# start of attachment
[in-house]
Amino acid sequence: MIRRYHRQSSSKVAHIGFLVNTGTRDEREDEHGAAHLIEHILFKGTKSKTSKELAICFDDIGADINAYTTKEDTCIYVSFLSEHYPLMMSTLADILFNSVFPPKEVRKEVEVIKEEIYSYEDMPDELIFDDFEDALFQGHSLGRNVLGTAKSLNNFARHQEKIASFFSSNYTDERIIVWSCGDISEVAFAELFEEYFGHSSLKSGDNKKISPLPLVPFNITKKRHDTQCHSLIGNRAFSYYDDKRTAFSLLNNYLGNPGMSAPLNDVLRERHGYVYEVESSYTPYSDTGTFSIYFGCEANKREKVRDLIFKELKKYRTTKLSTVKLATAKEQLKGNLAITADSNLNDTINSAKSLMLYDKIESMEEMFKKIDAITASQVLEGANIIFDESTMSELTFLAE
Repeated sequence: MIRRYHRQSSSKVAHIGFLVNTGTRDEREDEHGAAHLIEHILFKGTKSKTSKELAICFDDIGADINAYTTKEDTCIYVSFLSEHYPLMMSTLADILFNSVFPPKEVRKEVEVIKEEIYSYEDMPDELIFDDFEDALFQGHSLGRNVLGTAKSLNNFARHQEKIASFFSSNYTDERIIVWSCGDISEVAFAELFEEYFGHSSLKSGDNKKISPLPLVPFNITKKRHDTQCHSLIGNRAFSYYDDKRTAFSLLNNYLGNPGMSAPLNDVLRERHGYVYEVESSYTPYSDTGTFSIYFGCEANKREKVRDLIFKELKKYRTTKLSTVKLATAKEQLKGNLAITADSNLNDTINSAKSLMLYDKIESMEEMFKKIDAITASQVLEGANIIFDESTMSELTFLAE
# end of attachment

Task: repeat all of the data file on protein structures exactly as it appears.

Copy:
[in-house]
Amino acid sequence: MIRRYHRQSSSKVAHIGFLVNTGTRDEREDEHGAAHLIEHILFKGTKSKTSKELAICFDDIGADINAYTTKEDTCIYVSFLSEHYPLMMSTLADILFNSVFPPKEVRKEVEVIKEEIYSYEDMPDELIFDDFEDALFQGHSLGRNVLGTAKSLNNFARHQEKIASFFSSNYTDERIIVWSCGDISEVAFAELFEEYFGHSSLKSGDNKKISPLPLVPFNITKKRHDTQCHSLIGNRAFSYYDDKRTAFSLLNNYLGNPGMSAPLNDVLRERHGYVYEVESSYTPYSDTGTFSIYFGCEANKREKVRDLIFKELKKYRTTKLSTVKLATAKEQLKGNLAITADSNLNDTINSAKSLMLYDKIESMEEMFKKIDAITASQVLEGANIIFDESTMSELTFLAE
Repeated sequence: MIRRYHRQSSSKVAHIGFLVNTGTRDEREDEHGAAHLIEHILFKGTKSKTSKELAICFDDIGADINAYTTKEDTCIYVSFLSEHYPLMMSTLADILFNSVFPPKEVRKEVEVIKEEIYSYEDMPDELIFDDFEDALFQGHSLGRNVLGTAKSLNNFARHQEKIASFFSSNYTDERIIVWSCGDISEVAFAELFEEYFGHSSLKSGDNKKISPLPLVPFNITKKRHDTQCHSLIGNRAFSYYDDKRTAFSLLNNYLGNPGMSAPLNDVLRERHGYVYEVESSYTPYSDTGTFSIYFGCEANKREKVRDLIFKELKKYRTTKLSTVKLATAKEQLKGNLAITADSNLNDTINSAKSLMLYDKIESMEEMFKKIDAITASQVLEGANIIFDESTMSELTFLAE